ABOUT THIS BOOK
Following the pathways of imperial commerce, blackface minstrel troupes began to cross the globe in the mid-nineteenth century, popularizing American racial ideologies as they traveled from Britain to its colonies in the Pacific, Asia, and Oceania, finally landing in South Africa during the 1860s and 1870s. The first popular culture export of the United States, minstrel shows frequently portrayed black characters as noncitizens who were unfit for democratic participation and contributed to the construction of a global color line.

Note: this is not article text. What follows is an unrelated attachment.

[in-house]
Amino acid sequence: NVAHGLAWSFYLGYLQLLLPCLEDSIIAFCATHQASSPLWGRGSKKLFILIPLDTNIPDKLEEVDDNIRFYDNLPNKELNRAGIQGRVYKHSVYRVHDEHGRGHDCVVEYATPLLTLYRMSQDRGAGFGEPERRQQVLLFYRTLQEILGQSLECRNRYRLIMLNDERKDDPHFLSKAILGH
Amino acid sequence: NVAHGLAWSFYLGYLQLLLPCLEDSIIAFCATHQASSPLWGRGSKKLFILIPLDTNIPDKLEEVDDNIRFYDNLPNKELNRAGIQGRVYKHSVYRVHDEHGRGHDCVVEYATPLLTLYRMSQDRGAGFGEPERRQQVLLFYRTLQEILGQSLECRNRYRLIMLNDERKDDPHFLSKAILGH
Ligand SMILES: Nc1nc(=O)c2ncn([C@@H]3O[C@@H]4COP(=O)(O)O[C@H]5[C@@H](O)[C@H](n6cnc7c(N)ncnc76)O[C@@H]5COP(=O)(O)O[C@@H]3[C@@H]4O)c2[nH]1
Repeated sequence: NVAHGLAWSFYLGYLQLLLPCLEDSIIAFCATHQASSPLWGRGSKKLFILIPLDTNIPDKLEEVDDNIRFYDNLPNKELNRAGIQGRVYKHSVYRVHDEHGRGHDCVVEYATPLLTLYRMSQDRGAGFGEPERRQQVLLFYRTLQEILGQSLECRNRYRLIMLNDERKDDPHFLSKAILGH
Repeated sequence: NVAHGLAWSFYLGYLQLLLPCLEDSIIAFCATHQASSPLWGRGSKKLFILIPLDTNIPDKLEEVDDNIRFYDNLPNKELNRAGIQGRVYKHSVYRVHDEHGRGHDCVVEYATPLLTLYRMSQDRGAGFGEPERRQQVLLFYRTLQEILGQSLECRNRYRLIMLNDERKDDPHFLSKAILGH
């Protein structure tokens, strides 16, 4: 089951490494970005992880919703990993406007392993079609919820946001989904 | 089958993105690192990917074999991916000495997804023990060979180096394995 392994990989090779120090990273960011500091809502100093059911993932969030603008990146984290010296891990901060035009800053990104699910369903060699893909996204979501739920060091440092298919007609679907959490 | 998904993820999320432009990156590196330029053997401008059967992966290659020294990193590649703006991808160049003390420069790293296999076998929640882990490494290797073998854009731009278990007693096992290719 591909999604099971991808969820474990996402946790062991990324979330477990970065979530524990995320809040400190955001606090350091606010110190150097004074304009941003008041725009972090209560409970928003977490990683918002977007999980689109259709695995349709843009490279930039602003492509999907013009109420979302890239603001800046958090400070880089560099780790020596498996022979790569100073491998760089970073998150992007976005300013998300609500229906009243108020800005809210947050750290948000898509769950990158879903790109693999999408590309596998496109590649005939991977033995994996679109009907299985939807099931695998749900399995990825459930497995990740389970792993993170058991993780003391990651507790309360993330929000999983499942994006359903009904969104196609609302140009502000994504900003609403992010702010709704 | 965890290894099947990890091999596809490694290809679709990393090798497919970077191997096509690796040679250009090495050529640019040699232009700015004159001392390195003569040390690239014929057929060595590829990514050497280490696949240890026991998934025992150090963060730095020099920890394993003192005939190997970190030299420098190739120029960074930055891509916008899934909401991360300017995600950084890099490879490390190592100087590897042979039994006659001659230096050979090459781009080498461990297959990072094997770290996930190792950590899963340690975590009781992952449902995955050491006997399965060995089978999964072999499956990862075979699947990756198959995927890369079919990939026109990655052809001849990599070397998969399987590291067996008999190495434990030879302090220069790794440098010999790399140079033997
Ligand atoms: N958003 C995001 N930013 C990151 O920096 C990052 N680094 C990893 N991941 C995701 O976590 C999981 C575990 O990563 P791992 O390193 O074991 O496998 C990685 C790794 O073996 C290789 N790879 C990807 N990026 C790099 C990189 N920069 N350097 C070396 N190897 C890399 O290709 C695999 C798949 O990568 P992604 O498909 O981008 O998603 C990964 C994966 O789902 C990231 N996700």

Chinua Thelwell brings blackface minstrelsy and performance culture into the discussion of apartheid's nineteenth-century origins and afterlife, employing a broad archive of South African newspapers and magazines, memoirs, minstrel songs and sketches, diaries, and interview transcripts. Exporting Jim Crow highlights blackface minstrelsy's cultural and social impact as it became a dominant form of entertainment, moving from its initial appearances on music hall stages to its troubling twentieth-century resurgence on movie screens and at public events. This carefully researched and highly original study demonstrates that the performance of race in South Africa was inherently political, contributing to racism and shoring up white racial identity.